Pollution is known to be a significant risk factor when it comes to human health, and a new study has found that the environmental factor could increase risk of depression and brain damage.
A new study out of Ohio State University exposed mice to simulated pollution similar to that “created by cars, factories and natural dust” over time and measured the effects of the pollutants on brain function. Doctoral student Laura Fonken and her colleagues exposed the animals to the polluted air for six hours a day, five days a week. (A control group received filtered air.) The study lasted for half their life span, or 10 months.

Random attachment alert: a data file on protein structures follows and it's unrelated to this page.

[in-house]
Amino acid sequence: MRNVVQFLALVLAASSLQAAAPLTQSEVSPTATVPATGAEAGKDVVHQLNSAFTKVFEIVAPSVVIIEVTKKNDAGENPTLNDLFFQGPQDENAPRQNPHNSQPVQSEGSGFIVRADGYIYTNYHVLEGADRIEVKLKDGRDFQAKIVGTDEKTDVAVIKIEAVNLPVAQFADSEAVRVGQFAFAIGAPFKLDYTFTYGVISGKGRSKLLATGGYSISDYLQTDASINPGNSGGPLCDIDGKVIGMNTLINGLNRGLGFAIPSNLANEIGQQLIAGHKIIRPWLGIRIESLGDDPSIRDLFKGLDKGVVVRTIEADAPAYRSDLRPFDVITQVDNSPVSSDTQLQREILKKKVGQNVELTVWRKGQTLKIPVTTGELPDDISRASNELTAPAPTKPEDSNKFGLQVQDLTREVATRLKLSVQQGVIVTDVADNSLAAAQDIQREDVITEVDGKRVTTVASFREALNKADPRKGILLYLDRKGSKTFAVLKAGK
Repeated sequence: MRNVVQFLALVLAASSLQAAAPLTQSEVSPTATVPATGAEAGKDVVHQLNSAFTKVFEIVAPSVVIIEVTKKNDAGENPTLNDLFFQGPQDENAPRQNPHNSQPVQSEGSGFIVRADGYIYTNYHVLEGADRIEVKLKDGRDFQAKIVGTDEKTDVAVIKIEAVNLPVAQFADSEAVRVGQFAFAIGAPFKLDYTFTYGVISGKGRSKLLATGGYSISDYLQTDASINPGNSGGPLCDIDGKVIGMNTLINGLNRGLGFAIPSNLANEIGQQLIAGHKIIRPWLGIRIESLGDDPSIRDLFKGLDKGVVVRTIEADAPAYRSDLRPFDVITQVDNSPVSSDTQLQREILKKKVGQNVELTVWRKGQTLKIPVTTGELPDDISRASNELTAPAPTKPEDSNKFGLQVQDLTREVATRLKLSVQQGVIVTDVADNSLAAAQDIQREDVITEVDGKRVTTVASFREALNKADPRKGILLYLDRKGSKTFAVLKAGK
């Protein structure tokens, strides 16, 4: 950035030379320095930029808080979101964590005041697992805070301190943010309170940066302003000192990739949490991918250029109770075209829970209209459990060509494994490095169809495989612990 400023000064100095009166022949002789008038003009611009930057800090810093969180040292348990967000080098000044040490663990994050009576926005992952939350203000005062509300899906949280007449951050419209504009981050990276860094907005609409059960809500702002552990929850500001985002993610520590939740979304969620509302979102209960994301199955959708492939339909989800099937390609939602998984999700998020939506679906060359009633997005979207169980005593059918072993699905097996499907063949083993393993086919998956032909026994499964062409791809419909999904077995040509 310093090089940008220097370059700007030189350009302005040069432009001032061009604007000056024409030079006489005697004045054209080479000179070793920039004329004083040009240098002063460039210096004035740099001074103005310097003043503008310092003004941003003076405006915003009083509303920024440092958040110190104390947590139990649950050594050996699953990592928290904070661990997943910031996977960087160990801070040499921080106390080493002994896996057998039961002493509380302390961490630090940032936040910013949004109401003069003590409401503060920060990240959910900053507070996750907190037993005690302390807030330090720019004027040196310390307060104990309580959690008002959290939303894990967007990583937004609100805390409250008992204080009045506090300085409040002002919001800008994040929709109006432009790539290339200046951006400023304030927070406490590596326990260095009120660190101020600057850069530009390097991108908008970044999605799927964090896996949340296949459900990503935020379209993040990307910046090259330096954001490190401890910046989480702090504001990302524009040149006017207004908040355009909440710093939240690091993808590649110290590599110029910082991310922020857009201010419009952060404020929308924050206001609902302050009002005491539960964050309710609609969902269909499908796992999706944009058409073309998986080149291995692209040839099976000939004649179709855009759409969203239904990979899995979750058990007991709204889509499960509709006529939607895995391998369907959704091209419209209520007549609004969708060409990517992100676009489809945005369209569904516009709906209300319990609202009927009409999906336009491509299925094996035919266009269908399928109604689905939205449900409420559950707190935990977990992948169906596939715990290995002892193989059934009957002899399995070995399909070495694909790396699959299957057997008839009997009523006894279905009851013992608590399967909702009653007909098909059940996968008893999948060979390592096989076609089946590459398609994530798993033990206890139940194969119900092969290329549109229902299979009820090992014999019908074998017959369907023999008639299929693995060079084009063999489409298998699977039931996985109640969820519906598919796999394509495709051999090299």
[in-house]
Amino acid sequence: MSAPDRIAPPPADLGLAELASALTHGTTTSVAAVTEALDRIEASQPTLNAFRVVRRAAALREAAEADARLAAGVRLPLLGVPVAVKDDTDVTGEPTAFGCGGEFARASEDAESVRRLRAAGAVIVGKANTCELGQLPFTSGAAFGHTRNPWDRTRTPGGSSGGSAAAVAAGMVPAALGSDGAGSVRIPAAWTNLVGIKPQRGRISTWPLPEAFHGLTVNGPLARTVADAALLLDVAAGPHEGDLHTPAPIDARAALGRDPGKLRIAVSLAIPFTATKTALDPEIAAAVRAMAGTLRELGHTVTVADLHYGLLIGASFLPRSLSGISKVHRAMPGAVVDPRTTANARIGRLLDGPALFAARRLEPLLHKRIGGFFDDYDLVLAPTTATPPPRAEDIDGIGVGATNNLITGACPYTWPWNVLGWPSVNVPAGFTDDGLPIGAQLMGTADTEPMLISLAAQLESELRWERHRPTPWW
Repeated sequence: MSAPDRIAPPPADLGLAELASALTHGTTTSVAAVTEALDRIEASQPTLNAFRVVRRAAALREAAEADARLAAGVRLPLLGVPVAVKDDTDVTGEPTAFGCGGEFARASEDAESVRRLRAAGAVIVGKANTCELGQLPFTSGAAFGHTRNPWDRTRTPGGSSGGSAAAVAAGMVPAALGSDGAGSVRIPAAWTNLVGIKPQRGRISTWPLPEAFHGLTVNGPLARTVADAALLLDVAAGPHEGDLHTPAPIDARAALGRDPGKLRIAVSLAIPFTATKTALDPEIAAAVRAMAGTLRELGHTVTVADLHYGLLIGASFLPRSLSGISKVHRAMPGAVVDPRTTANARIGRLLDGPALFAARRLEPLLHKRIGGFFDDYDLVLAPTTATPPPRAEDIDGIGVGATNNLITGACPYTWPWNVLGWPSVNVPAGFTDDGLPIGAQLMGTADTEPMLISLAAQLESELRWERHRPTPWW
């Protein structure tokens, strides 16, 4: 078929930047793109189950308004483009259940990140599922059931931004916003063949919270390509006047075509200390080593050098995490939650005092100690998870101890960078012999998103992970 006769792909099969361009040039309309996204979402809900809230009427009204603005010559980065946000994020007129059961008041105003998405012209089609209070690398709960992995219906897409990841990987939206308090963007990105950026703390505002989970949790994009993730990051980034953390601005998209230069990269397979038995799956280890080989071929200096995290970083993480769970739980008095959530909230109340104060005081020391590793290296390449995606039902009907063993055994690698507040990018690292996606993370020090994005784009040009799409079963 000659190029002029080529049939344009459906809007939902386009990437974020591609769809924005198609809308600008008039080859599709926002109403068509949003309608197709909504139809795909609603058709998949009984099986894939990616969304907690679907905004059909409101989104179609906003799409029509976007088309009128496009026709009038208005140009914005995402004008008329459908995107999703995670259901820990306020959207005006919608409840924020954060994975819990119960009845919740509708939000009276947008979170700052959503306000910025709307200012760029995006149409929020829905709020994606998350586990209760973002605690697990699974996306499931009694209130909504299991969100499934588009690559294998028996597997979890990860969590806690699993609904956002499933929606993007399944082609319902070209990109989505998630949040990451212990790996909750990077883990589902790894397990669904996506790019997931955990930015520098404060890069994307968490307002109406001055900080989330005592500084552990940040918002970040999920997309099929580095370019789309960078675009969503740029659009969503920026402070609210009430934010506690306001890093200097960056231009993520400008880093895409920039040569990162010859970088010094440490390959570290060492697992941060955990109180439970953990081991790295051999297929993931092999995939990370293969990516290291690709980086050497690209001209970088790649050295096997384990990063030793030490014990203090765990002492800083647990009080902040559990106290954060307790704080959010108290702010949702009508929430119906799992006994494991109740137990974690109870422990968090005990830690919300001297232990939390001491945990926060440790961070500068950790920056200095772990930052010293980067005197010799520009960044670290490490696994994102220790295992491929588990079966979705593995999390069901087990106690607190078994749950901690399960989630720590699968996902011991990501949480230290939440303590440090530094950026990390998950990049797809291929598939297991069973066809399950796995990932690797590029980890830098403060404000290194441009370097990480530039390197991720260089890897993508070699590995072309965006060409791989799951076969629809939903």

At the end of the study, the mice were subjected to testing to determine how their reasoning abilities were impacted:
[The mice were given a] learning and memory test where after five days of training they were placed on a brightly lit area and given two minutes to find the dark escape hole where they would be more comfortable. The mice who breathed the polluted air took longer to learn where the escape hole was and at later tests they were more likely to forget where it was.
In another experiment, mice exposed to the polluted air showed more depressive-like and higher levels of anxiety-like behaviours in one test, but not in another.
Fonken theorized long-term exposure to inflammation could damage the hippocampus, causing the symptoms in the mice.